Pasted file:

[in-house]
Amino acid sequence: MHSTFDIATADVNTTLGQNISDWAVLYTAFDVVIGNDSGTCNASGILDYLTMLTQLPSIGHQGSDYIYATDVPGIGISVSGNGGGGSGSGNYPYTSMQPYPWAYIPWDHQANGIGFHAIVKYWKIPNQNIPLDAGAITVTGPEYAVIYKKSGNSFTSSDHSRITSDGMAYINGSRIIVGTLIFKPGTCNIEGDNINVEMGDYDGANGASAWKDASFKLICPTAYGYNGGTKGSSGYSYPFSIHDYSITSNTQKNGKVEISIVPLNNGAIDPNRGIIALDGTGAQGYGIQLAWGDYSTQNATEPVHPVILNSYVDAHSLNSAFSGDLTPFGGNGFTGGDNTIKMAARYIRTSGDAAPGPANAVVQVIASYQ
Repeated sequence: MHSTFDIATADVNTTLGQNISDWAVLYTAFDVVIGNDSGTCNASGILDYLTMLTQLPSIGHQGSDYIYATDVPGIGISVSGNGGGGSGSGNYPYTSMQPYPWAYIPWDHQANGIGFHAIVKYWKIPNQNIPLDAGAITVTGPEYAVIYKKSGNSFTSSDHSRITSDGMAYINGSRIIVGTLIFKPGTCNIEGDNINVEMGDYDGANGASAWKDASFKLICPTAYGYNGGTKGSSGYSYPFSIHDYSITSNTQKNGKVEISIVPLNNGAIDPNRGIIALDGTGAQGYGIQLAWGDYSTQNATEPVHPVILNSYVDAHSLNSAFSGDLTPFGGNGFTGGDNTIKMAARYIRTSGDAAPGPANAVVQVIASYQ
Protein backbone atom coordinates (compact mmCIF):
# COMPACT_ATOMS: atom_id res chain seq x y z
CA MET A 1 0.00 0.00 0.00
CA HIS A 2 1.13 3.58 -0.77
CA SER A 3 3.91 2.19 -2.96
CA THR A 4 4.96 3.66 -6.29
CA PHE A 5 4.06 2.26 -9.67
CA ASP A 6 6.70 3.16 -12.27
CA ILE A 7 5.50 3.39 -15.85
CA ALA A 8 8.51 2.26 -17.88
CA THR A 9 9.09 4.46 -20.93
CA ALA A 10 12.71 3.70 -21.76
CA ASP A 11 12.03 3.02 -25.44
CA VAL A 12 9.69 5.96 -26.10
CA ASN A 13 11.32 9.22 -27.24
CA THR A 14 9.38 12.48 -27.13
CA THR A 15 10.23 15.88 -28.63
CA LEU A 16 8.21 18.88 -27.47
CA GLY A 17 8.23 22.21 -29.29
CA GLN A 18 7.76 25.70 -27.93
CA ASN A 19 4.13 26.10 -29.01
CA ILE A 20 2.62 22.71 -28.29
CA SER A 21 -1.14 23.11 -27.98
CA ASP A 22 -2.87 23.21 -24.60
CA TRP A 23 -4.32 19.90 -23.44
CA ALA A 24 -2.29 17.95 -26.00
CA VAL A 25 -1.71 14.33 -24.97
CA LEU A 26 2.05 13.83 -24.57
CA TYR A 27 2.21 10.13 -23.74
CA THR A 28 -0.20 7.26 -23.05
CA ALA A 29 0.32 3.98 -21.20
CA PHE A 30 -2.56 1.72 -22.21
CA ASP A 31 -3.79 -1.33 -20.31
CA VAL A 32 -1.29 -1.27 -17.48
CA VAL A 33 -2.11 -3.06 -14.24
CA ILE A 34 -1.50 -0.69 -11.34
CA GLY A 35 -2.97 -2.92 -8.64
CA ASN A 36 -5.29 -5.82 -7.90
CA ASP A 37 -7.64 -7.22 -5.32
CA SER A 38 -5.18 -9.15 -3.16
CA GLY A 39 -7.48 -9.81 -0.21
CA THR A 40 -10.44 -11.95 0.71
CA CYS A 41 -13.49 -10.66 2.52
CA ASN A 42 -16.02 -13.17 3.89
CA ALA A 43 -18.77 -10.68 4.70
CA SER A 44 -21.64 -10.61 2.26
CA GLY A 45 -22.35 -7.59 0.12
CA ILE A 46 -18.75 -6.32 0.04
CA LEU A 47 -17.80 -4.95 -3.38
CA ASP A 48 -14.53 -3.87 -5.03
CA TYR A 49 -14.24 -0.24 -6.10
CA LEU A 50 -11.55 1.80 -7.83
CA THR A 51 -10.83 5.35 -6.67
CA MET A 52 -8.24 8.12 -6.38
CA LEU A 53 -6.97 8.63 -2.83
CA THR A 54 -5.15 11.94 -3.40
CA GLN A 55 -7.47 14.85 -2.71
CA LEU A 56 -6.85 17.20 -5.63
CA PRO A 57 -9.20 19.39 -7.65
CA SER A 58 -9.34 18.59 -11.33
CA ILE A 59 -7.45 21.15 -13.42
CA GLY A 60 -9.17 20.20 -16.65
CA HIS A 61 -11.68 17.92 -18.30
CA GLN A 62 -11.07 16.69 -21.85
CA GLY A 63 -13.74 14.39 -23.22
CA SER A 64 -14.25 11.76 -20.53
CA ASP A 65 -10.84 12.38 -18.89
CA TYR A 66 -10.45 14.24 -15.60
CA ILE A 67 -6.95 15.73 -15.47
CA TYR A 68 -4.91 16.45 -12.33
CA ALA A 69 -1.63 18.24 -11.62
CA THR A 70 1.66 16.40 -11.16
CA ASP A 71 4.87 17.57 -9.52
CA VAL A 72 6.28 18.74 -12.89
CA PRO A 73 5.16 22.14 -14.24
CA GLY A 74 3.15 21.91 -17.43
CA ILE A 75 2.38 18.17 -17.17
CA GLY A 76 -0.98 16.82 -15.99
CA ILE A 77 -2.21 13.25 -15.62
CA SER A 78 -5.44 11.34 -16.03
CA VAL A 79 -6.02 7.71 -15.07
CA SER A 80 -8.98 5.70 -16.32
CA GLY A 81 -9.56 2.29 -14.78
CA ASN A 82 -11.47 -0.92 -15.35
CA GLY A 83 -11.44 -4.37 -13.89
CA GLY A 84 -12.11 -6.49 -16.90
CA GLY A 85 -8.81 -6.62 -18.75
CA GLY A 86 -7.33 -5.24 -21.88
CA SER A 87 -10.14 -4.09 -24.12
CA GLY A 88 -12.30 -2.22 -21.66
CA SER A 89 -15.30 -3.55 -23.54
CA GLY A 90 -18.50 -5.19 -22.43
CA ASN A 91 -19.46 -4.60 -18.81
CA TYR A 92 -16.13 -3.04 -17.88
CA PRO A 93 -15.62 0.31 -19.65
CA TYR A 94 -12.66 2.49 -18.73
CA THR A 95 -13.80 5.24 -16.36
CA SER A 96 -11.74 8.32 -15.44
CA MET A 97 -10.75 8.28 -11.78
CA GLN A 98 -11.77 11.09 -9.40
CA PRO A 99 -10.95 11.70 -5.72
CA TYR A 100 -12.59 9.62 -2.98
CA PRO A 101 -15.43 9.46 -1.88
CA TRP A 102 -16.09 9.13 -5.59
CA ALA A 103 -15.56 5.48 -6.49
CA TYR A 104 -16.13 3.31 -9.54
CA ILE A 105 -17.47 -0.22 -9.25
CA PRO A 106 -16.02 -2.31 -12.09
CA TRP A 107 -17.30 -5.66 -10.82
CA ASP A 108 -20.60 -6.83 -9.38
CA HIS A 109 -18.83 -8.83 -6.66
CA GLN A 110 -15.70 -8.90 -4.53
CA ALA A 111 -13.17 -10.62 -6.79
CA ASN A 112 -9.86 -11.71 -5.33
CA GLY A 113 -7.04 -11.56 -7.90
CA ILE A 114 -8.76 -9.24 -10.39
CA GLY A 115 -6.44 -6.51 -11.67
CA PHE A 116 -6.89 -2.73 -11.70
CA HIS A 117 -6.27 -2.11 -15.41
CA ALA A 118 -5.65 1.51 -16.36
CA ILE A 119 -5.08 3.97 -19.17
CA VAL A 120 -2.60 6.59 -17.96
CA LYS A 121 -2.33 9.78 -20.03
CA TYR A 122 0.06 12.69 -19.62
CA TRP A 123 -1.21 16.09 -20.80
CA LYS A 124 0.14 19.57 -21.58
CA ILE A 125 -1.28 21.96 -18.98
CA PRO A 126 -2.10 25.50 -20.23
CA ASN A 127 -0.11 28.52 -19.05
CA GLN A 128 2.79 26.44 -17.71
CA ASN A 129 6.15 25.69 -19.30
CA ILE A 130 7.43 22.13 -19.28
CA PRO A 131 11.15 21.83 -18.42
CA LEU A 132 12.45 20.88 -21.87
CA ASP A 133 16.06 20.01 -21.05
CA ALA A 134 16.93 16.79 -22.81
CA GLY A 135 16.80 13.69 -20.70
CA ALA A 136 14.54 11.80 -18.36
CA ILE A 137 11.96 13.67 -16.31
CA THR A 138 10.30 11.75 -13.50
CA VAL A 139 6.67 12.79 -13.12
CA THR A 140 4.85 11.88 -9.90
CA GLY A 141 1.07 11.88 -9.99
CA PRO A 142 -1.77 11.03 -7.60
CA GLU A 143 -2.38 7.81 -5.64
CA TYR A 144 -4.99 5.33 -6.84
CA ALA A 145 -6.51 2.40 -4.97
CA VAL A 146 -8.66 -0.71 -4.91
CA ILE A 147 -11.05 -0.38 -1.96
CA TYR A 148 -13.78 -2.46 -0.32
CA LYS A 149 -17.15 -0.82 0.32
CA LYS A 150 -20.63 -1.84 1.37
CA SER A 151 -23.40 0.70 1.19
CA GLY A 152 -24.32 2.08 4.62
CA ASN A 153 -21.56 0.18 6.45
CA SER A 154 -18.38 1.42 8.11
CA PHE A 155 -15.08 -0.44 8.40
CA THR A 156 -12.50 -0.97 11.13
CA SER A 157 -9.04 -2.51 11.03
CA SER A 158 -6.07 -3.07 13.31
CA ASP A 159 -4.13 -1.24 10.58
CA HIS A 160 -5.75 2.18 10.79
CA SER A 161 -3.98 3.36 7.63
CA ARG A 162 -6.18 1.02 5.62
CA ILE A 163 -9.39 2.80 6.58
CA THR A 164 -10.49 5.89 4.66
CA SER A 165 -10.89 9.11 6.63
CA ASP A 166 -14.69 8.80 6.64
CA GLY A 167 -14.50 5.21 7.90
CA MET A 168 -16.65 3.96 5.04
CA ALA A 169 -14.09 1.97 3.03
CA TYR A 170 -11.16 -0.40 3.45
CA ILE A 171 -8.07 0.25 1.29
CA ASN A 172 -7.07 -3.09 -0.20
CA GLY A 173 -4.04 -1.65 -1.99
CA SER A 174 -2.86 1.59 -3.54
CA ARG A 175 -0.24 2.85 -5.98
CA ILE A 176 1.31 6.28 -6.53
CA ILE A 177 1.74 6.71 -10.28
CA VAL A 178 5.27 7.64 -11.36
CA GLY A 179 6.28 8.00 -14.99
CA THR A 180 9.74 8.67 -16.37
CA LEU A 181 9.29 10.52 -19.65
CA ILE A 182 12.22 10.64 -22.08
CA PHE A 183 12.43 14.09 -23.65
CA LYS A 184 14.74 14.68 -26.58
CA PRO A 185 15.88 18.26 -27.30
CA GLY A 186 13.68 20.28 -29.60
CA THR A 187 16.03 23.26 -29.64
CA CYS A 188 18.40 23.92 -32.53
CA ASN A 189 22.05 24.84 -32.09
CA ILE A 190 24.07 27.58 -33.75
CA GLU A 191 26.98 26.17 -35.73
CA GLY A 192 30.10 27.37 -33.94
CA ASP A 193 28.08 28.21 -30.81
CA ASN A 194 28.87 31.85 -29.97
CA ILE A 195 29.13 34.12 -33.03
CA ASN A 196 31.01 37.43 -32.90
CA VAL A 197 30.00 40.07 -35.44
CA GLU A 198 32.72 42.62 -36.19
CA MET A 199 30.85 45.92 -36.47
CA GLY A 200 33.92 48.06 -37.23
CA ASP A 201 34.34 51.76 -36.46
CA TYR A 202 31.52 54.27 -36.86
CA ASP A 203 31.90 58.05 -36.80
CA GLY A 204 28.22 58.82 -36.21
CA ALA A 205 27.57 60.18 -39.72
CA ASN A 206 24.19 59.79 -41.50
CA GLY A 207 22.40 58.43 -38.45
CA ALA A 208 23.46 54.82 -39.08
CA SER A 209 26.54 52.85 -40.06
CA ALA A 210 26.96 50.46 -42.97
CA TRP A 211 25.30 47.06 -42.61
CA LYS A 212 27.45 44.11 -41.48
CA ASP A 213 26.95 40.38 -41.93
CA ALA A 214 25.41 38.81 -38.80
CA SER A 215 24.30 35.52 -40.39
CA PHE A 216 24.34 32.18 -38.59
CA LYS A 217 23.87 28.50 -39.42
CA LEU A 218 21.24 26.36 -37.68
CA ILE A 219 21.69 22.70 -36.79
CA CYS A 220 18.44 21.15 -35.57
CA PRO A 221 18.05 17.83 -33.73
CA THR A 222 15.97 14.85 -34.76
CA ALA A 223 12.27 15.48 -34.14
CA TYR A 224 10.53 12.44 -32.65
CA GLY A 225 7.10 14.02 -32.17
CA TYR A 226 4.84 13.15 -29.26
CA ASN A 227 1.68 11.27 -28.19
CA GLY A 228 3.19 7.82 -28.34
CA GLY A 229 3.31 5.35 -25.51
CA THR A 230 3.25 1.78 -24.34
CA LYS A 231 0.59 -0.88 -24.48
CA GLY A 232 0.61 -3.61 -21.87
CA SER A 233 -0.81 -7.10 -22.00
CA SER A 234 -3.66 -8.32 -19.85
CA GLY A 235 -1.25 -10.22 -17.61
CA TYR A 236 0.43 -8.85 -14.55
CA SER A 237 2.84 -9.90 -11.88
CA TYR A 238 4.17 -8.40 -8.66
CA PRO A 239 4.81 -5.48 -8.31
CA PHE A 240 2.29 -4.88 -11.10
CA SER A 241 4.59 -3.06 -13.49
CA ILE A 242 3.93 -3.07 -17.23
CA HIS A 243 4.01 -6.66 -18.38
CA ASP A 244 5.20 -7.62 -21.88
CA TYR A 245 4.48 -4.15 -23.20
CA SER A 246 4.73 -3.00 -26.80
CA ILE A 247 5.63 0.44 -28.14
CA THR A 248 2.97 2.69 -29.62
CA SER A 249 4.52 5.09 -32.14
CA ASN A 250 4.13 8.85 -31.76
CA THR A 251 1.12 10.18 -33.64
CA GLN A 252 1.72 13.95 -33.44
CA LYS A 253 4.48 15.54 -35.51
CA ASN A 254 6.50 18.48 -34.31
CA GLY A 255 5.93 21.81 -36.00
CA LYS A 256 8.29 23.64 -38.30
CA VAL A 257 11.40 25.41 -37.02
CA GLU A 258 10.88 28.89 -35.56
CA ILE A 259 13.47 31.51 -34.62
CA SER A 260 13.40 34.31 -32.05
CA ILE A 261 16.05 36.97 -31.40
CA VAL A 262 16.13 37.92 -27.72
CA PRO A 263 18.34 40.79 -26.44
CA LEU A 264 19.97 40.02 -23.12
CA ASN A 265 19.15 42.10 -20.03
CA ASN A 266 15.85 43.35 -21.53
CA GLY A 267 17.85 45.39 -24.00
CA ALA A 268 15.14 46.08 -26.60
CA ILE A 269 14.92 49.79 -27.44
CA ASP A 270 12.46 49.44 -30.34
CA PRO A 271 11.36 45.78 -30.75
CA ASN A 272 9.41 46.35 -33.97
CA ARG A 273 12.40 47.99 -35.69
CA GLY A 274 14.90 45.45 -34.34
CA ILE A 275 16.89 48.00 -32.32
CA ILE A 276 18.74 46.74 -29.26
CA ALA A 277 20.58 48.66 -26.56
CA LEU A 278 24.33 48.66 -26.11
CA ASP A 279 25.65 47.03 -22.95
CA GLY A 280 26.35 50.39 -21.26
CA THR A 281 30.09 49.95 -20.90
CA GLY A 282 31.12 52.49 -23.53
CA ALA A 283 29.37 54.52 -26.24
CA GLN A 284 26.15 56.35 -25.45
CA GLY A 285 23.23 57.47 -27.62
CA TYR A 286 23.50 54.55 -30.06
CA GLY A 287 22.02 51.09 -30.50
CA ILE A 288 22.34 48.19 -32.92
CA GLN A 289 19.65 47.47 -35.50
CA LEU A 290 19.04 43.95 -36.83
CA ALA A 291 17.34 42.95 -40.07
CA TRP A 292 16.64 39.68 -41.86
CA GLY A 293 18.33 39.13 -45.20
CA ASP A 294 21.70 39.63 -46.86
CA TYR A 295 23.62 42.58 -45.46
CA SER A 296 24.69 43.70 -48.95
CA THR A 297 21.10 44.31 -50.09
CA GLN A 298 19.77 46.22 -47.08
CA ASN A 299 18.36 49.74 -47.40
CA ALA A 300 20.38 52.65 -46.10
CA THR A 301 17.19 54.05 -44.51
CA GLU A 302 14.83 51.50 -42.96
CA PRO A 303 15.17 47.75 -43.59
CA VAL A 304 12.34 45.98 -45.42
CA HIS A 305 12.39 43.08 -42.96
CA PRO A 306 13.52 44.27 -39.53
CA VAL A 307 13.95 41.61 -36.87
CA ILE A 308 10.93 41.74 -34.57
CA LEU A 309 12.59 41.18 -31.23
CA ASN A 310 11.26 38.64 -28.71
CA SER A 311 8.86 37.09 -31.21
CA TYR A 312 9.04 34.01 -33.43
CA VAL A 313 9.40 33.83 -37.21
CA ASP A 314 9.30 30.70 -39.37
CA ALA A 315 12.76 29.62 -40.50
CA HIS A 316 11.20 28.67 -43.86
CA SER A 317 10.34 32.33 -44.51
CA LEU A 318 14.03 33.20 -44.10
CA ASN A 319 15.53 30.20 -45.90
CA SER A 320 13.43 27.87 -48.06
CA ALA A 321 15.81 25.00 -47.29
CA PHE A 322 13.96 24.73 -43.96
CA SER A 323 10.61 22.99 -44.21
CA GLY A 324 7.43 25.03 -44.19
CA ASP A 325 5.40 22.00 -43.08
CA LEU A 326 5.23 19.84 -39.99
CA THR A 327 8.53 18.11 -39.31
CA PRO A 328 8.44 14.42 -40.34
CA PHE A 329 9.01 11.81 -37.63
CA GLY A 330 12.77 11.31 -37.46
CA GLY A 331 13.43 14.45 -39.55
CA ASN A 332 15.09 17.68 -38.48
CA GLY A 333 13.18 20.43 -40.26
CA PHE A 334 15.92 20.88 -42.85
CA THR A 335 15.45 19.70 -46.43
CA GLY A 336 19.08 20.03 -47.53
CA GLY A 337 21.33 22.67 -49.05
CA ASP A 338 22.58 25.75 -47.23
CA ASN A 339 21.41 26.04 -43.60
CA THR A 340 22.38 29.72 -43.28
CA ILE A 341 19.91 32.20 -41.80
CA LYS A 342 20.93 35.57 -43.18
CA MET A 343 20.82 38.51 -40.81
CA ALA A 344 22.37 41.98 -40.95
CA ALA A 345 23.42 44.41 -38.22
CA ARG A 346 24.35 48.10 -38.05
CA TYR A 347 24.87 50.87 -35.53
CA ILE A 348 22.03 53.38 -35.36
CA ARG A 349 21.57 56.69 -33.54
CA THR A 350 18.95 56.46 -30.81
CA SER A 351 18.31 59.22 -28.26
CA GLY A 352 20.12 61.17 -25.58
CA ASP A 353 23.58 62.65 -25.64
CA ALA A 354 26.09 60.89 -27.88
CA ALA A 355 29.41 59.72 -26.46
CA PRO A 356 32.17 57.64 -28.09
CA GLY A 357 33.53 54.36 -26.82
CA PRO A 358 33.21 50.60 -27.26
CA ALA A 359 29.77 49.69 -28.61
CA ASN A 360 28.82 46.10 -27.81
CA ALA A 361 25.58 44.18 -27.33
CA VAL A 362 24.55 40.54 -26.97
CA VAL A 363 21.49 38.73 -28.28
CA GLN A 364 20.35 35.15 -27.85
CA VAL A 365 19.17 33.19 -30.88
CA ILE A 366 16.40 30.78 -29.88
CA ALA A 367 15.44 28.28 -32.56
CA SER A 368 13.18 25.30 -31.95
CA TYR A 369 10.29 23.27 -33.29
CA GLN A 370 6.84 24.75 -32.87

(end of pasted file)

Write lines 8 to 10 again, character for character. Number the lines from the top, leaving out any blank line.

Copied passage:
CA SER A 3 3.91 2.19 -2.96
CA THR A 4 4.96 3.66 -6.29
CA PHE A 5 4.06 2.26 -9.67